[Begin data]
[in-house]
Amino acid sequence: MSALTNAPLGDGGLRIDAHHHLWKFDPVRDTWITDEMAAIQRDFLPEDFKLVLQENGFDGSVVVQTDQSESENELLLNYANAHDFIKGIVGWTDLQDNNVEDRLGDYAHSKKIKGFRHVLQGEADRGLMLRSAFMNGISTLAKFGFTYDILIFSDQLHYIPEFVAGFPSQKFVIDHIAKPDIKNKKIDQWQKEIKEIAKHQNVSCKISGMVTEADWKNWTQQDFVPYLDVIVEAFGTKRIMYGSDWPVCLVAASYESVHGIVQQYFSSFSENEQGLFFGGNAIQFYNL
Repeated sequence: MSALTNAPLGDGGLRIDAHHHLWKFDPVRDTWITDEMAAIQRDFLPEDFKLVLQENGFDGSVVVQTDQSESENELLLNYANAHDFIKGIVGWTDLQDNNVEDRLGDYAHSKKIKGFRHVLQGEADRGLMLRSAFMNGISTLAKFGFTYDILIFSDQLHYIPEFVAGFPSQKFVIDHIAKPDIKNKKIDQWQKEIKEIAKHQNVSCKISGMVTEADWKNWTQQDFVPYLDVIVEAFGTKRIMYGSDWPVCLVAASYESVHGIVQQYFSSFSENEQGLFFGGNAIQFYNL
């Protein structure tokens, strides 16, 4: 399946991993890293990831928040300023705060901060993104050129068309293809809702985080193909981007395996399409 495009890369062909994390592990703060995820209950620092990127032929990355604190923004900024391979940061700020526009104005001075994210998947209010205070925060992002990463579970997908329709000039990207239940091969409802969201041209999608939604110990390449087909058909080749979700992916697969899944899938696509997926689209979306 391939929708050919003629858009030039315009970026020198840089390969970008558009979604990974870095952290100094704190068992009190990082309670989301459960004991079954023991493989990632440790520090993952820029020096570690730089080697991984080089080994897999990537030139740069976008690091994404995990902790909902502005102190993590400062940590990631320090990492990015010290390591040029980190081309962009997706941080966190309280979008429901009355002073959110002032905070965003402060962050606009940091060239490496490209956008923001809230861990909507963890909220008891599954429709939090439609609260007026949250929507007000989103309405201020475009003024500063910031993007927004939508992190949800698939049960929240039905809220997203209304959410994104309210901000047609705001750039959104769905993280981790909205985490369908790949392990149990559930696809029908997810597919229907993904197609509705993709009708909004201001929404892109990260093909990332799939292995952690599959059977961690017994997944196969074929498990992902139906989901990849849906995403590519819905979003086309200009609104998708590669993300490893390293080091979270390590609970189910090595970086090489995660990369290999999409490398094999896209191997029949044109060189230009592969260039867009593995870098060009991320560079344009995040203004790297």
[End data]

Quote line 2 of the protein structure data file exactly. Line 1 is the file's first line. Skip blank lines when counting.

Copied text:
Amino acid sequence: MSALTNAPLGDGGLRIDAHHHLWKFDPVRDTWITDEMAAIQRDFLPEDFKLVLQENGFDGSVVVQTDQSESENELLLNYANAHDFIKGIVGWTDLQDNNVEDRLGDYAHSKKIKGFRHVLQGEADRGLMLRSAFMNGISTLAKFGFTYDILIFSDQLHYIPEFVAGFPSQKFVIDHIAKPDIKNKKIDQWQKEIKEIAKHQNVSCKISGMVTEADWKNWTQQDFVPYLDVIVEAFGTKRIMYGSDWPVCLVAASYESVHGIVQQYFSSFSENEQGLFFGGNAIQFYNL